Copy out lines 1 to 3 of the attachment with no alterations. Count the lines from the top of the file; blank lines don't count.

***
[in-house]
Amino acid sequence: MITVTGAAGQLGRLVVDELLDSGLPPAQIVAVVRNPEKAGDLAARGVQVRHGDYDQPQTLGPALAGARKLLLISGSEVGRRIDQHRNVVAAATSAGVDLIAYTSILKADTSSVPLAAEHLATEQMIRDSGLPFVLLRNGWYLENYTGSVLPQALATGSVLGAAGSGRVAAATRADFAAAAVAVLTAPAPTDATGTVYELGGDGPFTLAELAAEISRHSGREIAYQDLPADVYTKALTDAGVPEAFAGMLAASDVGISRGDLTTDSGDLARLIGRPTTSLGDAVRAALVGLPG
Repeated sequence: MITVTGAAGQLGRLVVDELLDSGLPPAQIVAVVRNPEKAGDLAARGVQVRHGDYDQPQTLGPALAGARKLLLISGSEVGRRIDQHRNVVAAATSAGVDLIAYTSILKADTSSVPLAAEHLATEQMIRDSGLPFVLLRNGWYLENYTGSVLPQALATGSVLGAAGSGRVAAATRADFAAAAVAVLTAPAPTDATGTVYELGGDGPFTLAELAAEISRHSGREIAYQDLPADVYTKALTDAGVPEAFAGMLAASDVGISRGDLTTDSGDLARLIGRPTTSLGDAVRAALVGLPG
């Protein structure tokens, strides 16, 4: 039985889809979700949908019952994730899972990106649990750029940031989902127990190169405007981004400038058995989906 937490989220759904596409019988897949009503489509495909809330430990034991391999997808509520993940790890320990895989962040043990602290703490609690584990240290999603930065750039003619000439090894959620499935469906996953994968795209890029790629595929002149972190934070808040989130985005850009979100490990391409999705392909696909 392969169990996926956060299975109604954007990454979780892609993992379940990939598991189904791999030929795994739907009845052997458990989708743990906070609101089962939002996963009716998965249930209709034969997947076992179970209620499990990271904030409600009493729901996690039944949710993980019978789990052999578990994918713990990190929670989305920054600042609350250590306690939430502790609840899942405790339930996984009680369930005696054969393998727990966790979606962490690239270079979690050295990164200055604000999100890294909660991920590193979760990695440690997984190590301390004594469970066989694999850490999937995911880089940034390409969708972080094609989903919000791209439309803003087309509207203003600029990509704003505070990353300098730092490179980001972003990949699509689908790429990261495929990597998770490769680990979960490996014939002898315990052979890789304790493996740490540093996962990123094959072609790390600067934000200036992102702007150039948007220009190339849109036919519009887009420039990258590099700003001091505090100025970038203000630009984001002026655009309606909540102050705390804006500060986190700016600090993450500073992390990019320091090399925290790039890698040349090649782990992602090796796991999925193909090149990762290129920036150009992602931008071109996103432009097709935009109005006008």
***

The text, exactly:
[in-house]
Amino acid sequence: MITVTGAAGQLGRLVVDELLDSGLPPAQIVAVVRNPEKAGDLAARGVQVRHGDYDQPQTLGPALAGARKLLLISGSEVGRRIDQHRNVVAAATSAGVDLIAYTSILKADTSSVPLAAEHLATEQMIRDSGLPFVLLRNGWYLENYTGSVLPQALATGSVLGAAGSGRVAAATRADFAAAAVAVLTAPAPTDATGTVYELGGDGPFTLAELAAEISRHSGREIAYQDLPADVYTKALTDAGVPEAFAGMLAASDVGISRGDLTTDSGDLARLIGRPTTSLGDAVRAALVGLPG
Repeated sequence: MITVTGAAGQLGRLVVDELLDSGLPPAQIVAVVRNPEKAGDLAARGVQVRHGDYDQPQTLGPALAGARKLLLISGSEVGRRIDQHRNVVAAATSAGVDLIAYTSILKADTSSVPLAAEHLATEQMIRDSGLPFVLLRNGWYLENYTGSVLPQALATGSVLGAAGSGRVAAATRADFAAAAVAVLTAPAPTDATGTVYELGGDGPFTLAELAAEISRHSGREIAYQDLPADVYTKALTDAGVPEAFAGMLAASDVGISRGDLTTDSGDLARLIGRPTTSLGDAVRAALVGLPG